Smileyscope - VR Goggles

Cutting edge technology reducing the anxiety of hospital visits

Cutting edge technology reducing the anxiety of hospital visits

For many children, coming to hospital isn’t a happy memory. Very often the procedures or operations that will help them, can also cause real distress, not only for the children themselves, but also for their parents and the medical staff caring for them.

The Foundation is funding the use of virtual realist (VR) technology to support patients as a potential mechanism to reduce pain and anxiety for paediatric medical procedures. The idea being, that when children can be immersed in a “virtual world”, they can be engaged and relaxed and this will reduce anxiety and fear.

Up to 80% of children may experience anxiety when facing procedures such as cannula insertion, blood draws, skin prick testing, burns dressings and anaesthesia.

David Sommerfield Consultant paediatric anaesthesist
David Sommerfield - Consultant Paediatric Anaesthetist.

We know about a 25-35% of children are very anxious or before they have an anaesthetic. We also know that being anxious actually makes you feel more pain and slows recovery post discharge, with some children having ongoing behavioural disturbance like nightmares, bed wetting, temper tantrums or anxiety. There is research that suggests if children have very negative experiences in their childhood, this affects their health in later life, because they avoid things like vaccinations or seeing doctors.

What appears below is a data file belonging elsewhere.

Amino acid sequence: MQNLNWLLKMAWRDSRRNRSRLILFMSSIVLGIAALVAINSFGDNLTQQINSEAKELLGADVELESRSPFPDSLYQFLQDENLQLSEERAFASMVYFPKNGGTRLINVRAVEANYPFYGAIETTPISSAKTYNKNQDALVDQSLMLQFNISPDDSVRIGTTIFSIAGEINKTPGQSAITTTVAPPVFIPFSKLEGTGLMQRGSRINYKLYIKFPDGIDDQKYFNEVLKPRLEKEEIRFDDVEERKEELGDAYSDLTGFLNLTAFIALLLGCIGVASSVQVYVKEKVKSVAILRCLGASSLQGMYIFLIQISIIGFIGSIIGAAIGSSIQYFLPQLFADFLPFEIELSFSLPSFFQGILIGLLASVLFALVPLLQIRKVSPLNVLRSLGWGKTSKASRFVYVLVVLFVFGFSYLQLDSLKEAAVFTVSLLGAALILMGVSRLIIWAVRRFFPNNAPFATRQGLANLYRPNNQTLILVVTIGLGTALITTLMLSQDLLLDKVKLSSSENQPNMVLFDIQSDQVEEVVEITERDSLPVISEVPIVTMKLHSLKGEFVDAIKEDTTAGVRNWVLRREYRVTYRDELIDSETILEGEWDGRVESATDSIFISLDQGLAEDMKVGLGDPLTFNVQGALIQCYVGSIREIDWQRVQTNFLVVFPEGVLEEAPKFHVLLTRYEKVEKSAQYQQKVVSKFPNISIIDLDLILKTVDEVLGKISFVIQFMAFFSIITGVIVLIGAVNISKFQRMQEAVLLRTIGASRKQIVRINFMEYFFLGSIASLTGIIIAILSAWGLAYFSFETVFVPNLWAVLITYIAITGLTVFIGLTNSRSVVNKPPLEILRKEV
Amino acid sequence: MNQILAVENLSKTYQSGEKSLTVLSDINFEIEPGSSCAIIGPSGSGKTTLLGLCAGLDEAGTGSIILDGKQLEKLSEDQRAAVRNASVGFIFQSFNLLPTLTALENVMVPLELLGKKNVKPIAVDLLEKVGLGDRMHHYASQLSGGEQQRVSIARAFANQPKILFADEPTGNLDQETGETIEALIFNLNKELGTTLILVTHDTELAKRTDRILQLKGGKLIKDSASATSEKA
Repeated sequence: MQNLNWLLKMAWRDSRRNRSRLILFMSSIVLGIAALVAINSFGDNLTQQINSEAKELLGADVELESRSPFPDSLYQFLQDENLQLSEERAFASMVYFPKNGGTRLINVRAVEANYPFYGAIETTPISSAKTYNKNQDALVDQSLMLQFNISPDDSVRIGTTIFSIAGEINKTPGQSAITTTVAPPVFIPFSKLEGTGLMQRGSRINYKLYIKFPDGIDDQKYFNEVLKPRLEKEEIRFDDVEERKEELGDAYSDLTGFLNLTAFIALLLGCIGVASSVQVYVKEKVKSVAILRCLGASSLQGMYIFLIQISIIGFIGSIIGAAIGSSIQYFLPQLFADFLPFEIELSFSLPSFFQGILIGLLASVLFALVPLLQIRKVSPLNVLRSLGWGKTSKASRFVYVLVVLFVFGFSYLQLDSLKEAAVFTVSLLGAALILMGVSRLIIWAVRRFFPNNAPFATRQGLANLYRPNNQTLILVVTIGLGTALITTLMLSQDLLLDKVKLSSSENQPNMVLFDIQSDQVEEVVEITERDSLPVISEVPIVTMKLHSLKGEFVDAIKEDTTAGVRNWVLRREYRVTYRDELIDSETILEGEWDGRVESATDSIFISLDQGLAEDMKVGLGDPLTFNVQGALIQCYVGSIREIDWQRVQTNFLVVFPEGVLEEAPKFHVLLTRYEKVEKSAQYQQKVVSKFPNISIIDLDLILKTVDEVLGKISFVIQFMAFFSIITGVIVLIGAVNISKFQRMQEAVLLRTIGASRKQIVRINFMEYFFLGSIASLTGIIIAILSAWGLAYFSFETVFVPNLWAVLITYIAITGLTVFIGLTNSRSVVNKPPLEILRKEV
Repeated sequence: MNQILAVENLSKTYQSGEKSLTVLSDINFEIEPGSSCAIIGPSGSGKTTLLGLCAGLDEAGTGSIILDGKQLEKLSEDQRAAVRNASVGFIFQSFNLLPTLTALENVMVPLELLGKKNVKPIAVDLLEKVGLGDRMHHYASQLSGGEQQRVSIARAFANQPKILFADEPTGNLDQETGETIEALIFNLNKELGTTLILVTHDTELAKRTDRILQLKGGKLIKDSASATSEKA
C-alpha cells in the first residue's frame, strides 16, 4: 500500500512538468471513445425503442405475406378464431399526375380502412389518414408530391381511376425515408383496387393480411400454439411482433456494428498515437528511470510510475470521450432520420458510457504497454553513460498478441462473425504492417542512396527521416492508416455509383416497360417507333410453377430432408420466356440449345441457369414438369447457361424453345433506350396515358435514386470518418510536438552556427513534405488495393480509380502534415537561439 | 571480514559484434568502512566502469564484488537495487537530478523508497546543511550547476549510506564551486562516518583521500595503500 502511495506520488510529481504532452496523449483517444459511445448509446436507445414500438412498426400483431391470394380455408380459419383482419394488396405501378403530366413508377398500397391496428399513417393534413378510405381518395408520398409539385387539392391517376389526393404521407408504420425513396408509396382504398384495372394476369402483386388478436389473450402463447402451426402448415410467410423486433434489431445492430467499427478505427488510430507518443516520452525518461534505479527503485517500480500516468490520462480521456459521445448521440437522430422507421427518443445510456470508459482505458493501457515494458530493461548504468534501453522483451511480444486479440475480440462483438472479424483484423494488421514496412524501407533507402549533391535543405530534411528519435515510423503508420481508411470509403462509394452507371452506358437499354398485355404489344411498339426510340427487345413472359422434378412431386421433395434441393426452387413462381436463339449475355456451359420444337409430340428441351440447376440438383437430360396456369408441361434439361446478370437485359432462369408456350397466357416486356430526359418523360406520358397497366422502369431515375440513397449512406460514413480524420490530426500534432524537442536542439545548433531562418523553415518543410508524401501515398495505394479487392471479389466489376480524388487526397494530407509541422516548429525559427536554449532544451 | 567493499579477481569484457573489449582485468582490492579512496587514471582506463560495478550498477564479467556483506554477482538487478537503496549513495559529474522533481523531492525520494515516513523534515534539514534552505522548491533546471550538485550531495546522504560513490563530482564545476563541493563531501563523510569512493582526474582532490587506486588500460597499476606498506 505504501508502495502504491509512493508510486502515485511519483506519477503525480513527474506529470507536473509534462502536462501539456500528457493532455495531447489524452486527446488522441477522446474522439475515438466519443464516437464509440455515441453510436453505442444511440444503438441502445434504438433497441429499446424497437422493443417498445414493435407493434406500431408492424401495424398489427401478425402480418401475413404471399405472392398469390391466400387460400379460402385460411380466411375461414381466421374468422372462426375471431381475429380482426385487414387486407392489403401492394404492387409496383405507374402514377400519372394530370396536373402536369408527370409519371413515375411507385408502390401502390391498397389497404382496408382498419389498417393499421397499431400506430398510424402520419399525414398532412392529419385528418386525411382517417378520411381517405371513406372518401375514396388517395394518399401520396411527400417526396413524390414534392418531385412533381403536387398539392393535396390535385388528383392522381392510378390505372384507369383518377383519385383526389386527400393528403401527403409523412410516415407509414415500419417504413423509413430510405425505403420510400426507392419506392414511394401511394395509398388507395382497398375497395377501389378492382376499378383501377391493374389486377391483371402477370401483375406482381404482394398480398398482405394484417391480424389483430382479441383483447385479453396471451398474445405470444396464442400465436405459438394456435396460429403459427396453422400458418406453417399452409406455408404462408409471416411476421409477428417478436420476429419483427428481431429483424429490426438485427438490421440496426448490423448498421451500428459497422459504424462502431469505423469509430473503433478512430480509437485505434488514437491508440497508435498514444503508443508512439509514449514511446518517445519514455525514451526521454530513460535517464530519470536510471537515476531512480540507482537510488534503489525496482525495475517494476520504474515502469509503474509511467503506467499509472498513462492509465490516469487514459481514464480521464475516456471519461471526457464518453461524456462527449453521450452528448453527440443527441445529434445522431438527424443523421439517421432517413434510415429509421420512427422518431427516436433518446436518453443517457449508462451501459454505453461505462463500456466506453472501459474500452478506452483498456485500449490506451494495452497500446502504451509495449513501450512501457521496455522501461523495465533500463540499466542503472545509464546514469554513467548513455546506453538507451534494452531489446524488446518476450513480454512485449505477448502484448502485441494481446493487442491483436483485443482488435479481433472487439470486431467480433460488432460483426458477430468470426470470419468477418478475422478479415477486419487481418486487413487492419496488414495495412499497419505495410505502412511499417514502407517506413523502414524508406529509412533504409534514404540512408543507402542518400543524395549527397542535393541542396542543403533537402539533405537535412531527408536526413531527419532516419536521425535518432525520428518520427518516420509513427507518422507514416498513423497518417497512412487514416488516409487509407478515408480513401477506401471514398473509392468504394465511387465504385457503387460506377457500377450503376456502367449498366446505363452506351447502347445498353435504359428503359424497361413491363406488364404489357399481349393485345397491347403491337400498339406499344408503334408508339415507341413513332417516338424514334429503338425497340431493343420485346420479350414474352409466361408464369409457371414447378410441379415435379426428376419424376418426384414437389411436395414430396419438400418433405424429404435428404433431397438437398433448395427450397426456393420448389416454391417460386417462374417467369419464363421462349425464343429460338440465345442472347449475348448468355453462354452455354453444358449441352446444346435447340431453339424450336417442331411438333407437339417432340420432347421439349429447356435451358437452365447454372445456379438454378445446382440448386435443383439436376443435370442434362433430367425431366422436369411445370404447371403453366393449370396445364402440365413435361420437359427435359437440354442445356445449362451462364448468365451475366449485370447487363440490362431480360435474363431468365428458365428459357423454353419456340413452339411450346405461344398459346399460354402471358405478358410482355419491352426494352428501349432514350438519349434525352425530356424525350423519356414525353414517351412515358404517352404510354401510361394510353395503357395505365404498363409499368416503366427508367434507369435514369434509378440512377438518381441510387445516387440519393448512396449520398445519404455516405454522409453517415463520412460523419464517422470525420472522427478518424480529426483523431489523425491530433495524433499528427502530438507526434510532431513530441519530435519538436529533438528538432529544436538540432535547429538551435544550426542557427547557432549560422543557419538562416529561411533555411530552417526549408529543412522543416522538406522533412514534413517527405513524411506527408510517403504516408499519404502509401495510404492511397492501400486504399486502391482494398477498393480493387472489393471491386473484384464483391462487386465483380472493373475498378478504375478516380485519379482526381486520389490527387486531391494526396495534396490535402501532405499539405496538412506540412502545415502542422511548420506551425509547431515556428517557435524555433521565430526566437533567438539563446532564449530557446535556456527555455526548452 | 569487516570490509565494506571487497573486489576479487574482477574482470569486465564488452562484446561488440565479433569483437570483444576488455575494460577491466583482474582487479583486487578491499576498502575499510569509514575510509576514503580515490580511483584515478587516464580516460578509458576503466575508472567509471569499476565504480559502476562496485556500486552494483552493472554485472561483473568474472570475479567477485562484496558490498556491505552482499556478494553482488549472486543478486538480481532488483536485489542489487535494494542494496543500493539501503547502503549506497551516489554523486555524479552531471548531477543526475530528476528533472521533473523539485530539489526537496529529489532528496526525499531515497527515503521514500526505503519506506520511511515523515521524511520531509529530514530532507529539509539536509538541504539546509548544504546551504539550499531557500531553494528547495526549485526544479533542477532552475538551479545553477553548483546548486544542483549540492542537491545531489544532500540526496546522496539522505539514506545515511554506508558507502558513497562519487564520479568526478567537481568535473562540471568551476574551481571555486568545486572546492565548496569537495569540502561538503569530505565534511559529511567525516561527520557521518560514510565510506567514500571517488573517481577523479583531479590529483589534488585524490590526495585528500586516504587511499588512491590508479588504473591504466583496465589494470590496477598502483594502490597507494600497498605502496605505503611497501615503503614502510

At a basic level this helps distract them by focusing their attention away. When you do that, it reduces anxiety but also reduces the number of signals that your conscious brain interprets as painful or threatening.

Ultimately, I would like to see this rolled out to the entire hospital and available on all the wards. There are so many other areas like oncology and vaccinations that could make such great use of this technology and support so many other children and their parents.

Smileyscope - VR Goggles
Ten-year-old Lucas St. Jon.

“It distracted me and I felt really relaxed and calm. I felt some needles going into me but it was fine because I just kept on breathing in and breathing out like it taught me to.”

My name is Lucas St. John and I broke my pinky finger at football training. I had to have lots of needles going into me and they said “do you want to try the Smileyscope?”

I think lots of other kids will like it because it’s relaxing and distracts them from what’s happening and it just helps calm people down.

Make your impact and donate today to support innovative equipment and technology. Every donation we receive brings us closer to our goal, transforming the healthcare of sick children and young people.

Scroll to Top